- Select a pivot from the list.

- Reorder the list so that all the elements lesser than pivot lie before it and all elements greater than pivot lie after it. This is partition operation based on the pivot using the divide and conquer strategy.

- Recurse on the lesser and greater lists.

Depending upon the pivot selection method, the partition condition can be adjusted so that this version of quicksort is a stable sort. However, it is not in-place as it requires Ω(n) extra space.

```
quicksort(List array):
if array.size() <= 1:
return array
pivot = array[0]
for i = 0 to n:
if array[i] < pivot:
append to list lesser
else
append to list greater
return concatenate(quicksort(lesser), pivot, quicksort(greater))
```

The below version of quicksort is in-place. It has a tweaked partition method which temporarily moves he pivot to the end of the sub-list, partitions the sub-list, moves the pivot to its final position (storePivotIndex).

```
quicksort(List array):
if array.size() <= 1:
return array
pivot = array[0]
for i = 0 to n:
if array[i] < pivot:
append to list lesser
else
append to list greater
return concatenate(quicksort(lesser), pivot, quicksort(greater))
quicksort(List array, left, right):
if right <= left: return
//select pivotIndex, pivot
pivotFinalIndex = partition(array, left, right, pivotIndex)
quicksort(array, left, pivotFinalIndex-1)
quicksort(array, pivotFinalIndex+1, right)
quicksort_wrapper(List array):
quicksort(array, 0, array.length())
// returns final index of the selected pivot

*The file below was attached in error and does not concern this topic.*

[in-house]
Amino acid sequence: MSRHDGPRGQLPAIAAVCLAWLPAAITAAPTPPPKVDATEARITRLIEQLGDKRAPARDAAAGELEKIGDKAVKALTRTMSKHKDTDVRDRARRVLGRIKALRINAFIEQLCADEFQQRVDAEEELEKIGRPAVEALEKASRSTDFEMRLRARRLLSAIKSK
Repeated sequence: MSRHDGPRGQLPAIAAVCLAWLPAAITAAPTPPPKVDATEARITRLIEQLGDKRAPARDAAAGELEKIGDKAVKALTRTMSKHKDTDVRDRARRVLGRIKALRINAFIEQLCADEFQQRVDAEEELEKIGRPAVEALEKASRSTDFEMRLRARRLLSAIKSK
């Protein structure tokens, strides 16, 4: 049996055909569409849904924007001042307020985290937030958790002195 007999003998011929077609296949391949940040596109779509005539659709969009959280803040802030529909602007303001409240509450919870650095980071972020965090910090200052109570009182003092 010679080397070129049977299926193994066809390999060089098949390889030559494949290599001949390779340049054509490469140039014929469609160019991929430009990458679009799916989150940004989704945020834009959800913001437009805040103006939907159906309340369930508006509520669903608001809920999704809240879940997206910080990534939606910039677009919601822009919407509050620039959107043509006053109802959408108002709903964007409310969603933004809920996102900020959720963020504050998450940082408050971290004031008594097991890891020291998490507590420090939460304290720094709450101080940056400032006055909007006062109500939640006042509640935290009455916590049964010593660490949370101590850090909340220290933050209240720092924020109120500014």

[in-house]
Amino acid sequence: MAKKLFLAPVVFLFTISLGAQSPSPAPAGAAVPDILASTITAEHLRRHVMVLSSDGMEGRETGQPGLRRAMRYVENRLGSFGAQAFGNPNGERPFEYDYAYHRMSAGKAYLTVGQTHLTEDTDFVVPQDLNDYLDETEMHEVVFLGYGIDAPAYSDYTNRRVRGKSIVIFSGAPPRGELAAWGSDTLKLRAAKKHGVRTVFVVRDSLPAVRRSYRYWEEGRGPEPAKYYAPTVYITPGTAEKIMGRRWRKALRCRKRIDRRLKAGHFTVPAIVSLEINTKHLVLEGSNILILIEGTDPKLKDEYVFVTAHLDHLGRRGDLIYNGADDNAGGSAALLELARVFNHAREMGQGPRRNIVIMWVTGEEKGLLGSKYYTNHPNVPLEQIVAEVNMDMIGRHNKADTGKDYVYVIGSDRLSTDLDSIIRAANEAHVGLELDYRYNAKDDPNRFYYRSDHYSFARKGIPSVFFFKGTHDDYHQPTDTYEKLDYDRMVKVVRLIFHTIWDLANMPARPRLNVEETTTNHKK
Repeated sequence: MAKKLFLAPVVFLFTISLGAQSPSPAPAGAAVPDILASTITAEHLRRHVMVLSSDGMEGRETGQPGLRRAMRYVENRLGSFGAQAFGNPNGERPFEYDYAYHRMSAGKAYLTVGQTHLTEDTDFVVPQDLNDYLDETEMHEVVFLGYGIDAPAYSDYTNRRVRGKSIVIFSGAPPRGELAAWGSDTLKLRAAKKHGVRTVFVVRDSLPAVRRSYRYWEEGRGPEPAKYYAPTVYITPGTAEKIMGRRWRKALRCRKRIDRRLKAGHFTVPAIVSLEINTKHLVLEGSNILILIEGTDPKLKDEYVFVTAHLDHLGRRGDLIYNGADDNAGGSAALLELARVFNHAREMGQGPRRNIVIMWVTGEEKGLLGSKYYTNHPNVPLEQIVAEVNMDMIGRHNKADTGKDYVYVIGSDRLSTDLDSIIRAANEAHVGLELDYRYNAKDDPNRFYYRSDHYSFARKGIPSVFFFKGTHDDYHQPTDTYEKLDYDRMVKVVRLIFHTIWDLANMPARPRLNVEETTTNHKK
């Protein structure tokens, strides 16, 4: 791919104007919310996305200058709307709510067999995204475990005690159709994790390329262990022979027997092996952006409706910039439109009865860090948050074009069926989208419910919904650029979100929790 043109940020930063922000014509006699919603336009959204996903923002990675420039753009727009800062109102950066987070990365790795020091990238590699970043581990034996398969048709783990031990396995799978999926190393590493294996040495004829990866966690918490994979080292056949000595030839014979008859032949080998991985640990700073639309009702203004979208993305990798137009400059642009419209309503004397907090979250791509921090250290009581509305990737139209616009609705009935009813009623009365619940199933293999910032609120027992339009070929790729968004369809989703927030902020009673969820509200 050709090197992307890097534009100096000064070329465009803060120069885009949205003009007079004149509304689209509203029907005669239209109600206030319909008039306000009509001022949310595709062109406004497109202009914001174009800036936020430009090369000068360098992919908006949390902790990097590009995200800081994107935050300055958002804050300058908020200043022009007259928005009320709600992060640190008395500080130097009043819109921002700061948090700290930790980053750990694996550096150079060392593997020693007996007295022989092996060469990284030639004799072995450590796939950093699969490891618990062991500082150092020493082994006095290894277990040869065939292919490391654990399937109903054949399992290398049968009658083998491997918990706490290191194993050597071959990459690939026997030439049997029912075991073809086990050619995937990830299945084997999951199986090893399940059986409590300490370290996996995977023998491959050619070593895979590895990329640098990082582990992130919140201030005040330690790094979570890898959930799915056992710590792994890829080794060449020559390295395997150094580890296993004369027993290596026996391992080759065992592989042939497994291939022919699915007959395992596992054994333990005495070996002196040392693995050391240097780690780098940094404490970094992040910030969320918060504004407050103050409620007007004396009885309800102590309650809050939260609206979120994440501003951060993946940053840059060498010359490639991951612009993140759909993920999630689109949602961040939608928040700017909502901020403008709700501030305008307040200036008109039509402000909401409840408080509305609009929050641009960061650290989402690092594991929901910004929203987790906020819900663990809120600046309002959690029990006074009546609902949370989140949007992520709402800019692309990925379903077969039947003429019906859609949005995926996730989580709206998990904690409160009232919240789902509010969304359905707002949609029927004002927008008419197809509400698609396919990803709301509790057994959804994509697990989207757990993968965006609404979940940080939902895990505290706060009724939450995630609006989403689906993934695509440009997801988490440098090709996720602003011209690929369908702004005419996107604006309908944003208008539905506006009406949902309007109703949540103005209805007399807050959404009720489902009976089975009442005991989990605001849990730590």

int partition(List array, left, right, pivotIndex):
//after partition, storePivotIndex's value is the final index for the pivot
storePivotIndex = left
//pivot to end of sub-list
swap (array[pivotIndex], array[right])
for i = left to right-1 :
if (array[i] < pivot):
swap(array[i], array[storePivotIndex])
storePivotIndex++
//pivot to its final position
swap (array[storePivotIndex], array[right])
return storePivotIndex
```

Efficiency of quicksort is O(nlogn) on average but O(n^2) in worst case. Quicksort runs faster than other O(nlogn) sorting algorithms on arrays due to the 'principle of locality' nature of its inner loop.

The selection of good pivot is critical for its efficiency. The chances of always selecting poor pivot are low which results in O(n^2) time. The best pivot is the median of the list which if always selected would result in logn calls and O(nlogn) time. Even if the list is divided into 1/4 and 3/4 parts for all calls, it would result in 4x logn calls i.e. still O(nlogn) time. Thus on average, it requires O(nlogn) time.

For in-place partitioning version of quicksort, the space required is O(1) (neglecting recursion overhead).

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